According to Forrester Research’s B2B Social Technographics® numbers, fully 100 percent of business decision-makers use social media for work purposes.
- 98% of business decision-makers are Spectators (they read blogs, watch videos, or listen to podcasts)
- 79% are Joiners (they maintain a profile on social networking sites)
- 75% are Critics (they comment on blogs and post ratings and reviews)
— all in the context of their business activities. What does this mean for marketers?
- If you’re the one who makes budget decisions, think about how you’re funding social efforts. Do you have the resources and technology you need?
- If you’re the one making the plan and/or executing on it, are you making the right moves?
Forrester analyst Zachary Reiss-Davis points out several key factors in his blog post, “In Business Everybody Uses Social Media for Work; the Question Is How?”
It’s not helpful to think of social media as a monolithic channel. People don’t use social media in general ways; they use it very specifically, and may choose different channels for work and personal purposes. The graph below illustrates the research findings:
Note that the two top types of communities aren’t branded as social networks, but do fulfill the function of allowing people to share information and network. The difference is partly that these are niche sites, with specific focii, so it’s expectable that the people they target would prefer them. Reiss-Davis gives as an example of the independent site IT Central Station, which draws technology buyers (“Yelp for the Enterprise”—The Wall Street Journal). For the vendor-managed site, he suggests the Cisco Communities or SAP Community Network (SCN) as examples.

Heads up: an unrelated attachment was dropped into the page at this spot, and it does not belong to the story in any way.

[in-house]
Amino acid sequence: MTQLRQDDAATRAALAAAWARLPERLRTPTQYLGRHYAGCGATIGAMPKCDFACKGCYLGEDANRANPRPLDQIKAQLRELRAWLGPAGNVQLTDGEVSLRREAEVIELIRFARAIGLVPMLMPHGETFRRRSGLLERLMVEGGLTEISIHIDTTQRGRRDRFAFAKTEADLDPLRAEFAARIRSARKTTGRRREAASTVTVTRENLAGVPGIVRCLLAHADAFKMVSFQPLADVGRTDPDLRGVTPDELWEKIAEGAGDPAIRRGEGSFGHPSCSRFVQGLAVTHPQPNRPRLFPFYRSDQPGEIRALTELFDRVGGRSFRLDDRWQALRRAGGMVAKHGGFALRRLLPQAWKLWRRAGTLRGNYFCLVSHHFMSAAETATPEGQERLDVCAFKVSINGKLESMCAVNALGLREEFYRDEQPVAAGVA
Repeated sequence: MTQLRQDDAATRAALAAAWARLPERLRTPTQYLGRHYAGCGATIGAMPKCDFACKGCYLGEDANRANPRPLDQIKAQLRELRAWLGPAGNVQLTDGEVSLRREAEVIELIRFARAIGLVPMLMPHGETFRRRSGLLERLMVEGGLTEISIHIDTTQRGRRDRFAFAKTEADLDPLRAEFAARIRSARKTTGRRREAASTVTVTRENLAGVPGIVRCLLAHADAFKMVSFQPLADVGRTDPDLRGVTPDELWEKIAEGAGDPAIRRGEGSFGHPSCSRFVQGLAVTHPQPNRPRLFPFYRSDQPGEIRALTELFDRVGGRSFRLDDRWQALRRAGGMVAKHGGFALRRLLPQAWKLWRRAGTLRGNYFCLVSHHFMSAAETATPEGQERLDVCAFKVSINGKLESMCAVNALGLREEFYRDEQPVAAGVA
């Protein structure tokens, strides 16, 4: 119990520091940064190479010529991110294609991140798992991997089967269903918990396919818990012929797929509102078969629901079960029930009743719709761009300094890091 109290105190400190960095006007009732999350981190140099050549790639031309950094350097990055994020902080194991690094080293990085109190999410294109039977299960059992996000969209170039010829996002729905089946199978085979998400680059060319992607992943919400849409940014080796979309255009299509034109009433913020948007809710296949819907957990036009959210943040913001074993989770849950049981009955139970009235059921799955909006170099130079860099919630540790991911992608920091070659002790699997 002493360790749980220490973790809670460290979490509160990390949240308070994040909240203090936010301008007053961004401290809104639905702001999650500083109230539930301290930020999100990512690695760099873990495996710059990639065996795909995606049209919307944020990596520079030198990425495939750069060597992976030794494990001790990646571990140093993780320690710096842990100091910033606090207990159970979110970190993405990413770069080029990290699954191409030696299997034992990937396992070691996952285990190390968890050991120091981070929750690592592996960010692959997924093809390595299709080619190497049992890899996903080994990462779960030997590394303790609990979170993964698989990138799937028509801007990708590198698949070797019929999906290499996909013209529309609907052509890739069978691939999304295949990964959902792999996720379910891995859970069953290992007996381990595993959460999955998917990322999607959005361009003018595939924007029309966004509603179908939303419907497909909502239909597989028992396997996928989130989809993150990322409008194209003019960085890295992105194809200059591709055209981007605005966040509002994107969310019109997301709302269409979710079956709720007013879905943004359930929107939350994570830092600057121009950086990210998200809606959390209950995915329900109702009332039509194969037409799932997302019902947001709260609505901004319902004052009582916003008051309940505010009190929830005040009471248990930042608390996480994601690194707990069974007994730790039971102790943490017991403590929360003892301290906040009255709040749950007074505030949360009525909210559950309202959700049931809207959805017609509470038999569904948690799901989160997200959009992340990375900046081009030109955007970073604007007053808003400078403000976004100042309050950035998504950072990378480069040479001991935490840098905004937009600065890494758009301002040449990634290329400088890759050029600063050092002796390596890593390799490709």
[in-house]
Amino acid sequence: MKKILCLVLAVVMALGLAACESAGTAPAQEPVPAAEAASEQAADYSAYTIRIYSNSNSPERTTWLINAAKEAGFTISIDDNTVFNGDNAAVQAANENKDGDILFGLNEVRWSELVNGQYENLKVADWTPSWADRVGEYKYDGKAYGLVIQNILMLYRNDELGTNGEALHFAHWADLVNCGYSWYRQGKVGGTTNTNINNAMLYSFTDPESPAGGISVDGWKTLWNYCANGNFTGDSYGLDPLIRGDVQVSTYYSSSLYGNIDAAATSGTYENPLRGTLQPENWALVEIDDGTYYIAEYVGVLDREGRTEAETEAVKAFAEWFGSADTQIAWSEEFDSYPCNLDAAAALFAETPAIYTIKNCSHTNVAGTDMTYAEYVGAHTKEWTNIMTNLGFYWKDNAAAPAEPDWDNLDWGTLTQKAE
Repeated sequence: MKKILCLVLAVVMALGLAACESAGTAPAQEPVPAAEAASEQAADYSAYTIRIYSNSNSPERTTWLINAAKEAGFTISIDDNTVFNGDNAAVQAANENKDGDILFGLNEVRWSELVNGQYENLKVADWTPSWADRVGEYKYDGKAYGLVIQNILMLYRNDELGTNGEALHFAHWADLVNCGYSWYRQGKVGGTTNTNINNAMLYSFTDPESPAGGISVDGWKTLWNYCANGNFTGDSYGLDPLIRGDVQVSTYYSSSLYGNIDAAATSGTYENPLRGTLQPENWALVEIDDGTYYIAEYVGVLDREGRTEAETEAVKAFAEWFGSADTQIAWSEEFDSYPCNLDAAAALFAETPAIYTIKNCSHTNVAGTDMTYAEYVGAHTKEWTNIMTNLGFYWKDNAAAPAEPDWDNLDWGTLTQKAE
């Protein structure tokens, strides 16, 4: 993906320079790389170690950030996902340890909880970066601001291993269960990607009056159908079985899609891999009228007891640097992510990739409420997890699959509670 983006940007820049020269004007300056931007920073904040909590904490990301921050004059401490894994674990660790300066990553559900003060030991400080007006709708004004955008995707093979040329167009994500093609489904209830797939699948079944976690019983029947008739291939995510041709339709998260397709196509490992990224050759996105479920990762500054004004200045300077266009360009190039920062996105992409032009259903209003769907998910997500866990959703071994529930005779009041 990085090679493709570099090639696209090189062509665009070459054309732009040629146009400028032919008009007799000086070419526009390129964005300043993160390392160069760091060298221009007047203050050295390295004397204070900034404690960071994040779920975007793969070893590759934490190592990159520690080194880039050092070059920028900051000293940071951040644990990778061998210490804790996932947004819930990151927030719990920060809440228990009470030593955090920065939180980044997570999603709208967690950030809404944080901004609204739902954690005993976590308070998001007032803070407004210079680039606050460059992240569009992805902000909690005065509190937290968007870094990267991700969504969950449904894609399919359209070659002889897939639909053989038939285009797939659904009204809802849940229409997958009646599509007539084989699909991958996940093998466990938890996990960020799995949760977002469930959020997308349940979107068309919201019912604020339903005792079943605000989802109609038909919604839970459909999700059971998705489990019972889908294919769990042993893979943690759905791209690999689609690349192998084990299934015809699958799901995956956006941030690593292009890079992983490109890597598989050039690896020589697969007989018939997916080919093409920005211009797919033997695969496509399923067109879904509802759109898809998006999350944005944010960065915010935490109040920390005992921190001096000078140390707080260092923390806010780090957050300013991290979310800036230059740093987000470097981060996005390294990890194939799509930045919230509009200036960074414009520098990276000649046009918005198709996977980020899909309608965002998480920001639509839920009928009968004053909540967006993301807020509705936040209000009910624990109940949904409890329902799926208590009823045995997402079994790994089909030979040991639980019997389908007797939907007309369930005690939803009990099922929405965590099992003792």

Facebook, with its billion-plus members, seems like a natural, but while 81 percent of business decision-makers use Facebook at least monthly, a slight majority use it for personal purposes only. Still, 2 percent use it for business purposes alone, and 2 percent of one billion is 20 million people…not such small change.
Twitter ‘s stats are that 6 percent use it primarily for business, while 36 percent use it for both business and personal use. For some businesses, Twitter works very well indeed. (See “Scandal: The Show That Twitter Built.”) You’ll need to understand your audience to know if Twitter is where you should focus.
LinkedIn has grown from what was originally almost an online resume service to a collection of very targeted communities. Eight-one percent of B2B decision-makers use LinkedIn, with 26 percent using it primarily for business and 48 percent using it for both personal and business purposes. Forty percent of LinkedIn users participate in vendor-affiliated groups, which is nearly double the 22 percent that participate in non-brand affiliated groups.
What’s the takeaway? If you’re just beginning to pay serious attention to social media, go first where the most focus is on the type of business you do. Talk to your customers and prospects to find out where they spend their time. According to the research, for most B2B marketers that’s probably going to be LinkedIn or a community focused on the issues your product or solution addresses.
Those of you with budget responsibilities will want to understand how to make the most of your social marketing investment. Look to the Act-On white paper, Five Best Practices for Achieving Social Media ROI, for answers.